"Something like that. There were two of them, great iron barrels on swivels, full of some humming and clicking magic, and they swept the valley north and south, and east and west, and over toward Norse there was the sound of shots and the smoke of a burning building. They loaded them on wagons and dragged them away toward Selui."

"They didn't cross the ridge with their spell," said Hull.* "The Harriers still have powder."

* The field of the Erden resonator passes readily through structures and walls, but it is blocked by any considerable natural obstructions, hills, and for some reason fog-banks or low clouds.

"Yes," murmured Vail, drawing his arm closer about her. "Tell me," she said suddenly, "what did she want of you last night?"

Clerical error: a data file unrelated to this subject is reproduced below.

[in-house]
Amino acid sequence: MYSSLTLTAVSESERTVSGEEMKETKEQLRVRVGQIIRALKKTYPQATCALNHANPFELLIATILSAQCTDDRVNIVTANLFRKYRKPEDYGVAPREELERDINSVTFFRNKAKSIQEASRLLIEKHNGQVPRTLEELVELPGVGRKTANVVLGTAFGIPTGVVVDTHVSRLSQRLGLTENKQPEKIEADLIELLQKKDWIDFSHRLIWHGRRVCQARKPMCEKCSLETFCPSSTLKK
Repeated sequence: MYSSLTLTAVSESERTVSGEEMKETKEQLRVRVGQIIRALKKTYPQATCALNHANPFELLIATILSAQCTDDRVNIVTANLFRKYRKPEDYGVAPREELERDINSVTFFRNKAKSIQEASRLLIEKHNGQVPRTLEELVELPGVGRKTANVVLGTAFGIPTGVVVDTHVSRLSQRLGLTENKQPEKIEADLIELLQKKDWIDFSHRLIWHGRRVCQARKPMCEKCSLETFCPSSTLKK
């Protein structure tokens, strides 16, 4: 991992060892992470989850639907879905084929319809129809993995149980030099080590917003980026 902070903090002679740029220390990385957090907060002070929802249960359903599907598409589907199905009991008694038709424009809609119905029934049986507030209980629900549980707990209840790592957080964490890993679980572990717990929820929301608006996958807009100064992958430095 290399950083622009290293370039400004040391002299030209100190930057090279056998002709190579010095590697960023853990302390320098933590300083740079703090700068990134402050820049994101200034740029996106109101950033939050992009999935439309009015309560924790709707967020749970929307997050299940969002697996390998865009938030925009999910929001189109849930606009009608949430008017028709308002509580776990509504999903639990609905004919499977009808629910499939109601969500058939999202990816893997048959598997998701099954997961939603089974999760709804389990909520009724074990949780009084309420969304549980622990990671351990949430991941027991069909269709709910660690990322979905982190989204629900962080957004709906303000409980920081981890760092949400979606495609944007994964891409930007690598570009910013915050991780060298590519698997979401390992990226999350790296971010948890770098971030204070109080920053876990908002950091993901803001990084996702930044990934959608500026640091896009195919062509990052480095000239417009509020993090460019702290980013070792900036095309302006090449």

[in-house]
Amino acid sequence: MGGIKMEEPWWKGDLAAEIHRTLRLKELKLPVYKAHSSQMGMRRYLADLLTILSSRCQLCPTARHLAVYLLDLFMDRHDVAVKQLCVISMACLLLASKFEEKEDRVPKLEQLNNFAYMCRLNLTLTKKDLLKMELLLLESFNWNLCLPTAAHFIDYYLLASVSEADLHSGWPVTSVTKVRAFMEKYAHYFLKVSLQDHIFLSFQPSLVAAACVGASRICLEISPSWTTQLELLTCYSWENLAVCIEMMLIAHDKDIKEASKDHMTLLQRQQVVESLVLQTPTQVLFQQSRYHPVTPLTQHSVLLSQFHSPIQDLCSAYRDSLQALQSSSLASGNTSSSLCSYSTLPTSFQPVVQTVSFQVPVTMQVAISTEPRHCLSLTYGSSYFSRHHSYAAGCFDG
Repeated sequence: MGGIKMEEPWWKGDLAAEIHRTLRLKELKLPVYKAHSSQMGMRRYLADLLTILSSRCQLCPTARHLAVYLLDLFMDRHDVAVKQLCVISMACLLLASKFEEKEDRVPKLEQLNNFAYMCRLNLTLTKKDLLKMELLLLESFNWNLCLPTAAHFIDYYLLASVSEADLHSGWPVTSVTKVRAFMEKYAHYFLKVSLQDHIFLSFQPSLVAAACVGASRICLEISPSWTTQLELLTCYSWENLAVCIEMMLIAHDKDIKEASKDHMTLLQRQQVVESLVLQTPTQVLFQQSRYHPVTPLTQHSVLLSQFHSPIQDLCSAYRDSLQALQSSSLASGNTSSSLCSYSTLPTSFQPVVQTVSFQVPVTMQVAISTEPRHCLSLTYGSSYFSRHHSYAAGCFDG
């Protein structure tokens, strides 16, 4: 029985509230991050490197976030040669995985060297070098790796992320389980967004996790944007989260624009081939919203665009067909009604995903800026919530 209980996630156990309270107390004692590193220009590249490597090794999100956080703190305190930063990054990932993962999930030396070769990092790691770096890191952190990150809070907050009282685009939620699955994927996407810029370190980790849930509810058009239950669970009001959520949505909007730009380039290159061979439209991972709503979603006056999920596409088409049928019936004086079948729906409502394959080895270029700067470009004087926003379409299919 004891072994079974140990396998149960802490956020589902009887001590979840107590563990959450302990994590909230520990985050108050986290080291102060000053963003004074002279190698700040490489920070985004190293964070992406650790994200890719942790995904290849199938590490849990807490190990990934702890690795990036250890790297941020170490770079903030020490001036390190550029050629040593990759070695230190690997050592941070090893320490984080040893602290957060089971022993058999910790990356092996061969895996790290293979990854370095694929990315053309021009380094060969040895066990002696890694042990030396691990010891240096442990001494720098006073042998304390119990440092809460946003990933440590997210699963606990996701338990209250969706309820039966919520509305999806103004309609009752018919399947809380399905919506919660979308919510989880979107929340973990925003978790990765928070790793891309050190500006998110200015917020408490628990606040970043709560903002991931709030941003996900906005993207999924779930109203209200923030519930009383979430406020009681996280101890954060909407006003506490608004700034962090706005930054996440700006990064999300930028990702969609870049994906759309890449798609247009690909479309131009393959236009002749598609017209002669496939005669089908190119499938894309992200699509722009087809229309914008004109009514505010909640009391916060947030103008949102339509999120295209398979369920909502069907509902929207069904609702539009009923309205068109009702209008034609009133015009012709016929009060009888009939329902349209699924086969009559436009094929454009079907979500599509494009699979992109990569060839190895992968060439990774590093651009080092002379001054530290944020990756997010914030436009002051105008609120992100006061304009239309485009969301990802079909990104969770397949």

Hull grimaced. He had told Vail little enough of that discreditable evening, and he had been fearing her question. "Treason," he said finally. "She wanted me to betray the Harriers."

"You? She asked that of you?"

"Do you think I would?" countered Hull.

"I know you never would. But what did she offer you for betrayal?"

Again he hesitated. "A great reward," he answered at last. "A reward out of all proportion to the task."

"Tell me, Hull, what is she like face to face?"

"A demon. She isn't exactly human."

"But in what way? Men say so much of her beauty, of her deadly charm. Hull—did you feel it?"

"I love you, Vail."

She sighed, and drew yet closer. "I think you're the strongest man in the world, Hull. The very strongest."